The use of the bombs did not end any wars in Asia, but served as the impetus for the West's colonial powers to start more wars against Asian people. It is convenient to re-create history as a way to support the moral argument in favour of the bombs, but the cold hard fact is that America's nuclear prowess was the umbrella under which the old imperial powers of Europe were empowered to wage war against Asia. The war in Asia did not end with the defeat of Japan but continued for decades afterwards as Asian countries fought to win their independence.


  1. A very well-thought-out rebuttal of the dominant narrative. Really if people were more wary about the intentions of global powers, they'd be less susceptible to unrealistic ideas of 'good vs evil' that arises naturally from narrative bias.

    I think the whole justification of the use of the atom bomb is just an exercise in easing guilt from the intentional killing of civilians. Ultimately, the US has to portray itself as a paragon of freedom and liberation in order to justify the bombings.

    1. There is also the red herring element in the narrative - focusing on Pearl harbor and fixing the dialog on the atom bombs leaves no room to recognize that the true nature of the war was one of colonial powers fighting each other to maintain their own oppressive control over Asia.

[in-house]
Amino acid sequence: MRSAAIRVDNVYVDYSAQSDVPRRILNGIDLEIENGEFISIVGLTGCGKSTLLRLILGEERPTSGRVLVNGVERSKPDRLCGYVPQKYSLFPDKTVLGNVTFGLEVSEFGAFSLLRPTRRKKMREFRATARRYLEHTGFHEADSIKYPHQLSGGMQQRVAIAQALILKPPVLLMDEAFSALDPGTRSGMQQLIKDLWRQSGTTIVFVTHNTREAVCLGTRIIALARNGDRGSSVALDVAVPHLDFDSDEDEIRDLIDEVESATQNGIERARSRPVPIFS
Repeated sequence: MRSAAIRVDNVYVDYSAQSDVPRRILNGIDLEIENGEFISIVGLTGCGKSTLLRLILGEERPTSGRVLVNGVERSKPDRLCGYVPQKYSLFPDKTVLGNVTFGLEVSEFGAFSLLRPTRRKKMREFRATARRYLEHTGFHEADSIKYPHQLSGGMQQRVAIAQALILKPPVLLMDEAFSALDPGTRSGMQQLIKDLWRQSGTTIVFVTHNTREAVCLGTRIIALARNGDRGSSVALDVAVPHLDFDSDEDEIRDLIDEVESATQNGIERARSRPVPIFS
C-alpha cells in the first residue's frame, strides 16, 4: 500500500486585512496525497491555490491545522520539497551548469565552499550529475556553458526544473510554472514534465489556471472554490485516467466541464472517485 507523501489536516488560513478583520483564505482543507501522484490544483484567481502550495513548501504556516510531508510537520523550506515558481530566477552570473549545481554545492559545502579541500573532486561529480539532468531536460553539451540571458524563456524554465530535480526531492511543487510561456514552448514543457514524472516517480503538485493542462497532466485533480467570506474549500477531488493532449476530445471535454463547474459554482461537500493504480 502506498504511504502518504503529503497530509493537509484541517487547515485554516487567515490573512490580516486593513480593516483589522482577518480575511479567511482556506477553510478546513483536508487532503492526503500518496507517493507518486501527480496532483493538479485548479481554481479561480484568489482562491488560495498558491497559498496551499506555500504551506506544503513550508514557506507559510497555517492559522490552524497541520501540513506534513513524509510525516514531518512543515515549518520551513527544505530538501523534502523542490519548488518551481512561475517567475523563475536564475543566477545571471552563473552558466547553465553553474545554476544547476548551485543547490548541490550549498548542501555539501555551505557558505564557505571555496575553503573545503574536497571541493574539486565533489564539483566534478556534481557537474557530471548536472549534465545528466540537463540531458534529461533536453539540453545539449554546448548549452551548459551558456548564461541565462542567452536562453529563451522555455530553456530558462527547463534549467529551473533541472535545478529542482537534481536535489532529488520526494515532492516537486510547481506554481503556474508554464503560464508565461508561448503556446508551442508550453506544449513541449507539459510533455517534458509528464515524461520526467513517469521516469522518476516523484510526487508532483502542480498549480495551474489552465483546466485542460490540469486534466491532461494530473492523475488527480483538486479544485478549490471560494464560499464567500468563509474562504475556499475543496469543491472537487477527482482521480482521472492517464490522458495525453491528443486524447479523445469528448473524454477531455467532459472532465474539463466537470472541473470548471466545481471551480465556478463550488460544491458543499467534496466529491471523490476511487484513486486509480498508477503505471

If you are taught to think of the Pacific war as a defence against Japanese aggression then people soon stop asking the question "why were there millions of western soldiers in Asia in the first place?". But that is the most important question if we want to have an accurate context of history.

    2. but you neglect Imperial Japan's colonialism in Asia.

    3. defaultuser

      Welcome and thanks for your comment. I don't think i have neglected Japan's colonialism in Asia. But feel free to expand on your comment.